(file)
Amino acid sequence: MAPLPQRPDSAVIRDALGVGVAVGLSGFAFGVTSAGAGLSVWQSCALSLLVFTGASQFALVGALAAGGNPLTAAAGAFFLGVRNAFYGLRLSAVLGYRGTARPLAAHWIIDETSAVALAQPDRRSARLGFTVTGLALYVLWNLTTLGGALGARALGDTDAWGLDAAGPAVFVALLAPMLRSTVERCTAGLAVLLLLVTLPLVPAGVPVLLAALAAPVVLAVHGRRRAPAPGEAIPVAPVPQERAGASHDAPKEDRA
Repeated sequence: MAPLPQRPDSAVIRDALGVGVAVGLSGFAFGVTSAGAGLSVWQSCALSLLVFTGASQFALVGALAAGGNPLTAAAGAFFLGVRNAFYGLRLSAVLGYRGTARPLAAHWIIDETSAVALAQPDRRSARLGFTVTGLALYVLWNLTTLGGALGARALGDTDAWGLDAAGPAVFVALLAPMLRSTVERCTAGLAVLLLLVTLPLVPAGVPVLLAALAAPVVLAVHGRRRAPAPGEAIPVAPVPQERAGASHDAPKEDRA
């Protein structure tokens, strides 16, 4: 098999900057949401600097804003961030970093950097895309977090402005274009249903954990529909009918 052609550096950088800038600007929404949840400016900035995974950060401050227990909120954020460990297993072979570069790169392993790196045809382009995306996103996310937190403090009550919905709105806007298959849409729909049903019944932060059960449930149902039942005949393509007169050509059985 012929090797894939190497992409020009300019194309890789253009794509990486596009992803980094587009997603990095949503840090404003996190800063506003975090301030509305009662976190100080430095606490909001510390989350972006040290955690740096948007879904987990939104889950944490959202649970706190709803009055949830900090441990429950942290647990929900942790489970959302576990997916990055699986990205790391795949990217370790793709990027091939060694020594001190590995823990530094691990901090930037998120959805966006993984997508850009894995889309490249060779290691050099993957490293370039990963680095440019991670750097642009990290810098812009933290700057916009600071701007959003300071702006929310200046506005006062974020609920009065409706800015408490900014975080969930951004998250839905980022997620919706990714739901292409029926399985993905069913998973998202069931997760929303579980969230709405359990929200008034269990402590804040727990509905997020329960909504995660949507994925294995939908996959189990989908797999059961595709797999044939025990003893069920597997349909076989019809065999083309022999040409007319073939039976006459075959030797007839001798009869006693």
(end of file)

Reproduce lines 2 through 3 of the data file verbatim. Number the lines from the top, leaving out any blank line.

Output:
Repeated sequence: MAPLPQRPDSAVIRDALGVGVAVGLSGFAFGVTSAGAGLSVWQSCALSLLVFTGASQFALVGALAAGGNPLTAAAGAFFLGVRNAFYGLRLSAVLGYRGTARPLAAHWIIDETSAVALAQPDRRSARLGFTVTGLALYVLWNLTTLGGALGARALGDTDAWGLDAAGPAVFVALLAPMLRSTVERCTAGLAVLLLLVTLPLVPAGVPVLLAALAAPVVLAVHGRRRAPAPGEAIPVAPVPQERAGASHDAPKEDRA
């Protein structure tokens, strides 16, 4: 098999900057949401600097804003961030970093950097895309977090402005274009249903954990529909009918 052609550096950088800038600007929404949840400016900035995974950060401050227990909120954020460990297993072979570069790169392993790196045809382009995306996103996310937190403090009550919905709105806007298959849409729909049903019944932060059960449930149902039942005949393509007169050509059985 012929090797894939190497992409020009300019194309890789253009794509990486596009992803980094587009997603990095949503840090404003996190800063506003975090301030509305009662976190100080430095606490909001510390989350972006040290955690740096948007879904987990939104889950944490959202649970706190709803009055949830900090441990429950942290647990929900942790489970959302576990997916990055699986990205790391795949990217370790793709990027091939060694020594001190590995823990530094691990901090930037998120959805966006993984997508850009894995889309490249060779290691050099993957490293370039990963680095440019991670750097642009990290810098812009933290700057916009600071701007959003300071702006929310200046506005006062974020609920009065409706800015408490900014975080969930951004998250839905980022997620919706990714739901292409029926399985993905069913998973998202069931997760929303579980969230709405359990929200008034269990402590804040727990509905997020329960909504995660949507994925294995939908996959189990989908797999059961595709797999044939025990003893069920597997349909076989019809065999083309022999040409007319073939039976006459075959030797007839001798009869006693």